Jesse Jackson, Jr: Far From Alone, A Story in Statistics

Posted on August 14, 2012 by

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After running a Google Search on ‘bipolar disorder’ with the date, as I often do to catch up with the latest on the topic, I came to the conclusion that all bipolar disorder (BD) research and findings have taken a holiday, and it is all Jesse Jackson, Jr., all the time.

The Wall Street Journal let, “Rep. Jesse Jackson Jr. has been diagnosed with bipolar disorder. . .,” USA Today added, “Rep. Jesse Jackson Jr. is being treated for bipolar disorder and responding well to treatment,” NBC News phrased the same idea somewhat differently, asserting that, “Rep. Jesse Jackson Jr. is “regaining his strength,” following his admittance to the Mayo Clinic for bipolar disorder earlier this summer,” and the list of publications just goes on and on.

As earth-shattering as the news seems to be, it’s important to remember that Rep. Jackson is far, far from alone, both in his illness, and in how it has played out.

The National Institute of Mental Health’s page Statistics page on Bipolar Disorder Among Adults informs us of the 12-month prevalence of the disorder, or those interviewed in their research study who had been diagnosed with BD or had an episode within the past year–and it’s fairly high:

complicated grief

Then we discover how many of those with the disorder have received healthcare treatment within the past year. Although I actually find the number fairly low, given that preventative treatment can go far in preventing hospitalizations, still nearly 50% of those with BD receive some form of healthcare services within a year.

[The upsetting following statistic is that only 18.8% of BD people are receiving minimally adequate treatment, but that's a soap box for a different day.]

And that doesn’t cover hospitalizations.

Although coverage of  Jackson’s hospitalization implies a rare occurrence, inpatient treatment for bipolar disorder is anything but.

The National Institute of Health’s “HCUP Facts and Figures: Statistics on Hospital-based Care in the United States, 2008 [Internet]” found that, in 2008, BD accounted for 20% of all mental health inpatient hospital stays.

But the  Center for Disease Control and Prevention’s Burden of Mental Illness page found that

  • “the inpatient hospitalization rate of bipolar patients (39.1%) was greater than the 4.5% characterizing all other patients with behavioral health care diagnoses”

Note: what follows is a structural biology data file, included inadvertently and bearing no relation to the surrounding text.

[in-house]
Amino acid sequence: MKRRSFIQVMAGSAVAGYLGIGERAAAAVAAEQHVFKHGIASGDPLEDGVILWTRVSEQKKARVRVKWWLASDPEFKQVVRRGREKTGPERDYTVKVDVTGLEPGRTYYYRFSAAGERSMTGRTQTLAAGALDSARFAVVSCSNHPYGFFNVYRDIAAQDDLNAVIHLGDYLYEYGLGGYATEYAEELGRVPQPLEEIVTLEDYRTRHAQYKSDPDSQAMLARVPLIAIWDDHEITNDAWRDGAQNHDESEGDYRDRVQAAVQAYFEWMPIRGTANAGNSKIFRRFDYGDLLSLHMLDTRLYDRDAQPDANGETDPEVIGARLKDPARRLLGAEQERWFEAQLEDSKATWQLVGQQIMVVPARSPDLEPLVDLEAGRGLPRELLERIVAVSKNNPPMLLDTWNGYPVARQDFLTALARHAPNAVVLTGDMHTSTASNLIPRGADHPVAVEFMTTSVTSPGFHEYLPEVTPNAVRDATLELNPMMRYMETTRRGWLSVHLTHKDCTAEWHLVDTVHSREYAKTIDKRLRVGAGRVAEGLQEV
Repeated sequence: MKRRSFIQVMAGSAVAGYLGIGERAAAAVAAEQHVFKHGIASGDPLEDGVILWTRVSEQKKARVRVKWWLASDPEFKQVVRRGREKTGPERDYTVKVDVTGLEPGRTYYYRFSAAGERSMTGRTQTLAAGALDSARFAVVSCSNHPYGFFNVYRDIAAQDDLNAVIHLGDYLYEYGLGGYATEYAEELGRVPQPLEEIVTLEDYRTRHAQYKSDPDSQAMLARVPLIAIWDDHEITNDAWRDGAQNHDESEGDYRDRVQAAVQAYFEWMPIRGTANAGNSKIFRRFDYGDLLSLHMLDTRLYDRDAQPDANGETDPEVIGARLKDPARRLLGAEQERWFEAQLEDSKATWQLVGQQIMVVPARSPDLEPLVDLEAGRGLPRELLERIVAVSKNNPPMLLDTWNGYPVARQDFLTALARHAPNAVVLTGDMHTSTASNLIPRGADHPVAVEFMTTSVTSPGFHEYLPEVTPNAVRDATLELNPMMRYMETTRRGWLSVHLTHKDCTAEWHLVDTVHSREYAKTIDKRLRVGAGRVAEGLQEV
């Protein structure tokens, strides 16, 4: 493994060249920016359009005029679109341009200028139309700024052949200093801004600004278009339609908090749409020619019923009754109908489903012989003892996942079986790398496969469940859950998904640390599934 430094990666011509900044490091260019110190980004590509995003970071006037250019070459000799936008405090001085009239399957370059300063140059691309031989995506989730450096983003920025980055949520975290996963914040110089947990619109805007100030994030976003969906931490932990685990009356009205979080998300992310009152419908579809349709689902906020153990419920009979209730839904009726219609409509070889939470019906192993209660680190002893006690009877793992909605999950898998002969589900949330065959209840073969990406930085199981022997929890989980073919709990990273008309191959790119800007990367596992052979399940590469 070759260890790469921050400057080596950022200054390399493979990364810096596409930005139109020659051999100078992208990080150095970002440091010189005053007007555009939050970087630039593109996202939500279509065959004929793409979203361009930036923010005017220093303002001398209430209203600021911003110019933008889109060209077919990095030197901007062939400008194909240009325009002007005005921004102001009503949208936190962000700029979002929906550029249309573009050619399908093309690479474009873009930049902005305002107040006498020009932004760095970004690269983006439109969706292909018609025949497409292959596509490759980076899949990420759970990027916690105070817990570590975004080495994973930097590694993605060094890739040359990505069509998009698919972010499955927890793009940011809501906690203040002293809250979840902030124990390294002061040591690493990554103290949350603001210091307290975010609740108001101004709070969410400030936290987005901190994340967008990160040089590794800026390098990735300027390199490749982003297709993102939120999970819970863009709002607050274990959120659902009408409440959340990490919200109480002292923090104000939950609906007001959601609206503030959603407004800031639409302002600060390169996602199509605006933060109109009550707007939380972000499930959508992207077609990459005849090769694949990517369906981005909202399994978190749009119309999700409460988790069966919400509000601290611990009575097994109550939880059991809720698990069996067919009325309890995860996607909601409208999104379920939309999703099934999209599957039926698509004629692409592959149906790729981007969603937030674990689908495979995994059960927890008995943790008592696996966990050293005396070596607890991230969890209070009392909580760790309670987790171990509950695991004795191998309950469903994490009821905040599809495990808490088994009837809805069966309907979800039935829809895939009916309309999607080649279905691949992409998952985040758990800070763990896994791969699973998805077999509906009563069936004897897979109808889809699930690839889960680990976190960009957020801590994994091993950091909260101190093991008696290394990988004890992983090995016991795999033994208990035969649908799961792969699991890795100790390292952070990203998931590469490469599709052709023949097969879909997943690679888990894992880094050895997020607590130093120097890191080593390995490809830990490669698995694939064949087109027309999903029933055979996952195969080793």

and

  • “for every dollar allocated to outpatient care for persons with bipolar disorder, $1.80 is spent on inpatient care. . .”

And once in the hospital, the battle is far from over.

First, there’s length of stay, which is not by any means the longest for a disorder, but is greater than the average length for a mental illness.

And then there’s the upsetting issue of re-hospitalization, with distressingly high rates among those suffering from BD.

The Millman Behavioral Health Advisor notes that:

1. The three largest mental health conditions for inpatient hospitalizations are: Major Depressive Disorder, Bipolar Disorder, and Substance Abuse Disorder.
2. Major Depressive Disorder has relatively few readmissions (6.9%), while Bipolar Disorder and Substance Abuse together are almost half of all behavioral admissions, and both have double-digit readmission rates.
3. The readmission rate for Bipolar is 10.6%.

In fact,  at the  American Psychiatric Association’s annual meeting in San Francisco, researchers reported their findings that three-fourths of the hospitalizations for BD are repeat admissions.

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With good a good biopsychosocial treatment plan, and ongoing compliance, there is always hope that the life of the one suffering from BD will be radically improved–although the illness itself never goes away.

I am sorry that Jesse Jackson, Jr, and his family are suffering right now, and I hope he can come out of his acute suffering soon.

But I also note that each time someone famous struggles with the disorder, and speaks about it in public, it removes one of the layers of shame that films the illness.

And as for comfort for the Representative himself–he should know that he is far, far from alone, and many have fought the fight, and are here to tell their stories, not in graphs, not in statistics, but in inspiring personal narratives, unique, painful, riveting–and hopeful.